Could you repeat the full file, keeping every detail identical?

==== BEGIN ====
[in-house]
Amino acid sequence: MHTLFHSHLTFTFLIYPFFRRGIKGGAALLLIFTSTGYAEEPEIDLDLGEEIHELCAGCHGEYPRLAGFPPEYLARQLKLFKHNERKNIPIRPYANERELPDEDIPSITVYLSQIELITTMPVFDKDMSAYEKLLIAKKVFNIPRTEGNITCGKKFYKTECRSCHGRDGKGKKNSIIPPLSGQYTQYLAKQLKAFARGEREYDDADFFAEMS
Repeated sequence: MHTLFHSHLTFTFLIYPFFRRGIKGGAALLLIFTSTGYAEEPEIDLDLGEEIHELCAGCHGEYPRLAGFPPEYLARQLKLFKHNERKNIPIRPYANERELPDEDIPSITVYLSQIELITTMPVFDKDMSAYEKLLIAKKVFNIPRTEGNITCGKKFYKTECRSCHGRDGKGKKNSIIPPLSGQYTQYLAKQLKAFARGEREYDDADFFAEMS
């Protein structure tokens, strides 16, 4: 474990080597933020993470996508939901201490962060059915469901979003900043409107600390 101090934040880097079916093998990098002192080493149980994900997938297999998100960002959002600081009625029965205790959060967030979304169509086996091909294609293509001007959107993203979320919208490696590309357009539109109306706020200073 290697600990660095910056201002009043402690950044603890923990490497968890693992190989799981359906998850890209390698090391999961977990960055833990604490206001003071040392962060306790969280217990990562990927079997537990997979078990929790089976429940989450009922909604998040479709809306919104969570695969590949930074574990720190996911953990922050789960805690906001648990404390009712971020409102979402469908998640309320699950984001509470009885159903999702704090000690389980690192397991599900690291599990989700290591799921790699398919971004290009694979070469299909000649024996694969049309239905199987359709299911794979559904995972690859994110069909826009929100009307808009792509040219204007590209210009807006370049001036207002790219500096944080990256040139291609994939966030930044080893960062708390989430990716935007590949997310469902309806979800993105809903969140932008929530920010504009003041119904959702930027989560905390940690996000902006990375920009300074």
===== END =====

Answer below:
[in-house]
Amino acid sequence: MHTLFHSHLTFTFLIYPFFRRGIKGGAALLLIFTSTGYAEEPEIDLDLGEEIHELCAGCHGEYPRLAGFPPEYLARQLKLFKHNERKNIPIRPYANERELPDEDIPSITVYLSQIELITTMPVFDKDMSAYEKLLIAKKVFNIPRTEGNITCGKKFYKTECRSCHGRDGKGKKNSIIPPLSGQYTQYLAKQLKAFARGEREYDDADFFAEMS
Repeated sequence: MHTLFHSHLTFTFLIYPFFRRGIKGGAALLLIFTSTGYAEEPEIDLDLGEEIHELCAGCHGEYPRLAGFPPEYLARQLKLFKHNERKNIPIRPYANERELPDEDIPSITVYLSQIELITTMPVFDKDMSAYEKLLIAKKVFNIPRTEGNITCGKKFYKTECRSCHGRDGKGKKNSIIPPLSGQYTQYLAKQLKAFARGEREYDDADFFAEMS
């Protein structure tokens, strides 16, 4: 474990080597933020993470996508939901201490962060059915469901979003900043409107600390 101090934040880097079916093998990098002192080493149980994900997938297999998100960002959002600081009625029965205790959060967030979304169509086996091909294609293509001007959107993203979320919208490696590309357009539109109306706020200073 290697600990660095910056201002009043402690950044603890923990490497968890693992190989799981359906998850890209390698090391999961977990960055833990604490206001003071040392962060306790969280217990990562990927079997537990997979078990929790089976429940989450009922909604998040479709809306919104969570695969590949930074574990720190996911953990922050789960805690906001648990404390009712971020409102979402469908998640309320699950984001509470009885159903999702704090000690389980690192397991599900690291599990989700290591799921790699398919971004290009694979070469299909000649024996694969049309239905199987359709299911794979559904995972690859994110069909826009929100009307808009792509040219204007590209210009807006370049001036207002790219500096944080990256040139291609994939966030930044080893960062708390989430990716935007590949997310469902309806979800993105809903969140932008929530920010504009003041119904959702930027989560905390940690996000902006990375920009300074």